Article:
Make Sure Our Actions Abroad Reflect Our Values

A venerable culture, dominant in its area of the world for centuries, is engulfed by the American culture of commerce and consumption. Americans occupy ground considered sacred and deplete the culture's most precious natural resource. As increasing numbers of the culture's people are exposed to the American way of life, the pressure to conform to that way of life increases. It appears to many that the old ways are dying, that the attempt to accommodate the Americans will lead only to extinction. In the midst of despair, a prophet emerges. He foresees the life of the world to come, when all is as it was before. The dead will rise and live forever in a paradise where abundance is restored and the Americans are all killed. He preaches that having faith in this apocalyptic outcome will make his followers immune to American bullets. Those who are killed, he says, will go to paradise.

The culture in question is not Islam, and the prophet is not Osama bin Laden, although the similarities - the promise of eternal life in paradise, the wished-for expulsion of America from the holy land, the death of Americans, and a return to the glorious past — are obvious.

The culture is Native American culture. Its prophet was a man named Wovoka, who had been raised in American Christian culture only to conclude that American culture was un-Christian. The religious song of despair he inspired became known as the Ghost Dance. The year was 1888.

When Indians throughout the Great Plains started performing the Ghost Dance, praying for the return of the buffalo and the many vanished tribes and the disappearance of the Americans, government authorities, who had been trying to assimilate them into "modern" ways panicked. They called in the cavalry. The result was the massacre at Wounded Knee.

It has become the fashion since 9/11 to talk about al-Qaida and the threat posed by radical Islamist terrorism as a phenomenon unique to the late 20th century struggle between tradition and modernity.

In many ways, however, what's new is not the struggle, but the stakes involved in its outcome. By failing to see al-Qaida and fundamentalist Islam in its larger historical context, moreover, we may easily fail to address what the 9/11 Commission identified as the most difficult issue: cultural coexistence.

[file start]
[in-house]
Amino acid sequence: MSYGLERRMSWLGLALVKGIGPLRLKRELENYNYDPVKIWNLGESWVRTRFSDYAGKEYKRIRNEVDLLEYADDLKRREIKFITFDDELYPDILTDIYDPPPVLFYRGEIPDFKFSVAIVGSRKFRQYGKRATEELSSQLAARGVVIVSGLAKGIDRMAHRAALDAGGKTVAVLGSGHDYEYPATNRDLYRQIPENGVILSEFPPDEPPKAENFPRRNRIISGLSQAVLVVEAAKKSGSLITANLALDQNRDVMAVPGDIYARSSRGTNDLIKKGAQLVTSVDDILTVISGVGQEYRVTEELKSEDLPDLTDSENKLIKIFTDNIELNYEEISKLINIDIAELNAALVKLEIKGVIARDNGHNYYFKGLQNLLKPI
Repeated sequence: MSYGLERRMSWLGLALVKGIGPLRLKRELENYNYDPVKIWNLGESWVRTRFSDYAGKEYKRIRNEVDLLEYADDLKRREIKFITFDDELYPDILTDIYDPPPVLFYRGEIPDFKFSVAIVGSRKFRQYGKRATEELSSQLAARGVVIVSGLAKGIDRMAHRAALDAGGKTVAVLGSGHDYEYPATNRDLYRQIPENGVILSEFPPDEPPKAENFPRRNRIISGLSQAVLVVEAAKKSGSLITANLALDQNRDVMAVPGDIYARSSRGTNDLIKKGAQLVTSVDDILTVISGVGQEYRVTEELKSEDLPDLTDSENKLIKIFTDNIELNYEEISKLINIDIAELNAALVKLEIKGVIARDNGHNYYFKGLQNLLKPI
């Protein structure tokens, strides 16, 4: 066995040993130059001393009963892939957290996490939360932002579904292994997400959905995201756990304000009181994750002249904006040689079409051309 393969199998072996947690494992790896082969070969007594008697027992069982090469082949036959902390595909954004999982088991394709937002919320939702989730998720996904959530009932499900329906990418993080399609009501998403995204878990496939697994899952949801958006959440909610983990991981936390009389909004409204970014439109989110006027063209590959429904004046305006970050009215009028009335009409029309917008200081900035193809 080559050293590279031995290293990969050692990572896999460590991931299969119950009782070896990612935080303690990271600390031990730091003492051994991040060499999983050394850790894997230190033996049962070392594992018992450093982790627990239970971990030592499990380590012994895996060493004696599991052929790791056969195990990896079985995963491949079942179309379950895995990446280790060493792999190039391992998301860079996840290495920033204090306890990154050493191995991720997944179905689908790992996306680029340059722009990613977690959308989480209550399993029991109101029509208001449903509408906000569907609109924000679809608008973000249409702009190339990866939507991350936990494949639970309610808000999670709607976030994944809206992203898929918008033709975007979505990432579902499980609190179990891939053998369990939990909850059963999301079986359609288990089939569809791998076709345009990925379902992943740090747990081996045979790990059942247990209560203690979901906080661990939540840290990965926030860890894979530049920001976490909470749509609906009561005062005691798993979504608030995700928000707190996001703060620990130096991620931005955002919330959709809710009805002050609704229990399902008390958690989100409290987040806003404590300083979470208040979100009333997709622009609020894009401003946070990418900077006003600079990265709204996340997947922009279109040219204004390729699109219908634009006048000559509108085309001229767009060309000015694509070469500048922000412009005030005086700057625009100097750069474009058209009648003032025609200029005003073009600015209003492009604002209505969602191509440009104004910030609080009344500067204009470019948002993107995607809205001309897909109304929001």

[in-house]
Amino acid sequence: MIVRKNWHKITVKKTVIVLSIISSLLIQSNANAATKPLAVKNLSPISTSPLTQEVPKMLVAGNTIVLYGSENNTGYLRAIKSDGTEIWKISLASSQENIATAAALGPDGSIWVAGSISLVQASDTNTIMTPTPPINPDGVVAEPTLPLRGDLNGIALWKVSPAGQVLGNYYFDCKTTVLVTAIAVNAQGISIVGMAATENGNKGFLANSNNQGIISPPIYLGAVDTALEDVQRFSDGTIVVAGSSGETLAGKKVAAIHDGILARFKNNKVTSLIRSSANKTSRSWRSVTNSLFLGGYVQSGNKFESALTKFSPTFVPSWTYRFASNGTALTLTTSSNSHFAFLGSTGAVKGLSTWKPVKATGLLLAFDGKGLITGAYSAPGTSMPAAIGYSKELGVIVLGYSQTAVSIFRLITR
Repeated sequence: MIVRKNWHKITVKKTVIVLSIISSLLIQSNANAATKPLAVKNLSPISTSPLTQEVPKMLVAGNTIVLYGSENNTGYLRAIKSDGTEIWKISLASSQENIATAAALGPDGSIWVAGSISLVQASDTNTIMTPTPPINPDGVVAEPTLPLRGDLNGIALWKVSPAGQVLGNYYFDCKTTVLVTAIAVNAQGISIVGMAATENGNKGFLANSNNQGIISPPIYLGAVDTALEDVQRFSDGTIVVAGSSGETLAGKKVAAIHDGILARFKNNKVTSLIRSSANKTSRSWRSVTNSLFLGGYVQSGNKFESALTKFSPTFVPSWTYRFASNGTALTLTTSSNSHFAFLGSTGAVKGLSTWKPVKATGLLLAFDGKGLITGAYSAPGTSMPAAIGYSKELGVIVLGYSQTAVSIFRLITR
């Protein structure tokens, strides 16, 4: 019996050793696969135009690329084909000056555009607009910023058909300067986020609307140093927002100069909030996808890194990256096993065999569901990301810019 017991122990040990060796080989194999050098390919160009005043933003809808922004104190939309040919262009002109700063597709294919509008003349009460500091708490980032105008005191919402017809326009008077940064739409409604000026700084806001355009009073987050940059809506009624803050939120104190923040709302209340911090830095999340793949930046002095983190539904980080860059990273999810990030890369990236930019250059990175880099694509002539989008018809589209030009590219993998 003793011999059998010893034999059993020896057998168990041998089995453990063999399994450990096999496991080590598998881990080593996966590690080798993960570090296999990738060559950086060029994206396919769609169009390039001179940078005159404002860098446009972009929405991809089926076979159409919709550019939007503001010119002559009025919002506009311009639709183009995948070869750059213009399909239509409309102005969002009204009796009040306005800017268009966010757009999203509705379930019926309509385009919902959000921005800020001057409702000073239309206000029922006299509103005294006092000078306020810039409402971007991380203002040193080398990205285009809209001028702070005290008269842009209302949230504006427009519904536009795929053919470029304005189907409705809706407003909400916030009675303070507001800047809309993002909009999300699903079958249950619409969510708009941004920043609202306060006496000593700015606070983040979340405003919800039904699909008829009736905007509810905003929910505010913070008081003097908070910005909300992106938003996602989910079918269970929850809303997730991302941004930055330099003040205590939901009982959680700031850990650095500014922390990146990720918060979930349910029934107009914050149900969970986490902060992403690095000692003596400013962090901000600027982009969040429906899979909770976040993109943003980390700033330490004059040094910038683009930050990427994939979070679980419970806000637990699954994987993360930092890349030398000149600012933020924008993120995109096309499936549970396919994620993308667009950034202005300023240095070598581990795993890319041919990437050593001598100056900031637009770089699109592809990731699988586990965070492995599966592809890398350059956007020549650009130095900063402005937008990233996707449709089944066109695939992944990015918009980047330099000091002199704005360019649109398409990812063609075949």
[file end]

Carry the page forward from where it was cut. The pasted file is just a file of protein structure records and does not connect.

One need not cite only the parallels with the Native American experience. In postwar Japan, the triumph of commercial American culture set off a similar violent reaction when militant followers of the great writer Yukio Mishima, seeking a return to the samurai culture of honor, a rejection of American capitalism and the restoration of the emperor, staged a failed coup. Mishima committed suicide in 1970, despairing at the disappearance of the Japanese soul.

Is American culture truly incompatible with the great cultures of the past? Does our progress entail their extinction?

Al-Qaida is without doubt our short-term enemy. But the recent arrests of alleged Islamist terrorist cells in Florida, Canada and Great Britain - many of whose members had been raised in the West — points to the ' longer-term problem:. Although the vast majority of the world's 1 billion Muslims would not agree with al-Qaida's violent prescription for responding to the United States, many—perhaps most — feel estranged from our culture and reject the values they associate with us.

As Daniel Pipes points out in his 2002 book "Militant Islam Reaches America," "Islamist leaders tend to be well acquainted with the West, having lived there, learned its languages, and studied its cultures. .. (T)he experience of living in the West often turns indifferent Muslims into Islamists." Furthermore, according to Pipes, one-eighth of the Muslim community supports militant Islam. An even greater percentage is sympathetic with its disaffection from Western values.

Seen in the longer perspective, this is our challenge: even as our short-term objective must be to wipe out Al Qaida specifically and Islamist terrorism generally, in the longer term we must seek and find some cultural common ground with the majority of Muslims. Failure to do so will insure that the cultural alienation that breeds militancy will persist, spawning new generations of terrorists.

Achieving common ground will not be easy, but a critical first step would be to ensure that the face of America presents to the world mirrors our values: individual rights, equality before the law, self-determination, fairness. When we torture, as at Guantánamo Bay, or commit atrocities, as in Iraq, or prop up corrupt regimes to maintain access to oil and other natural resources, as in much of the Middle East, we project values that most Americans, let alone Muslims, would condemn.

A second step would be to learn from history. The Ghost Dance cult that grew up among American Indians in the late 19th century became widespread because, as Sioux Chief Red Cloud explained, "There was no hope on earth, and God seemed to have forgotten us."

By contrast, the attempted coup by Yukio Mishima in Japan in 1970 was seen as farcical; Japanese society failed to rise up and join him, in part because it had been allowed to have hope, to achieve a balance between its traditional culture and the commercial culture of the West America had been fair, for the most part, in dealing with the Japanese after the war.

The challenge, five years after 9/11, is to achieve our short-term victory over al-Qaida without employing tactics that compromise the prospects for coming to terms over time with Islamic culture. The stakes could not be higher. The cost of long-term failure may well be a Ghost Dance that consumes the entire planet.

John Farmer Jr., former special counsel to the 9/11 Commission, teaches at Rutgers University.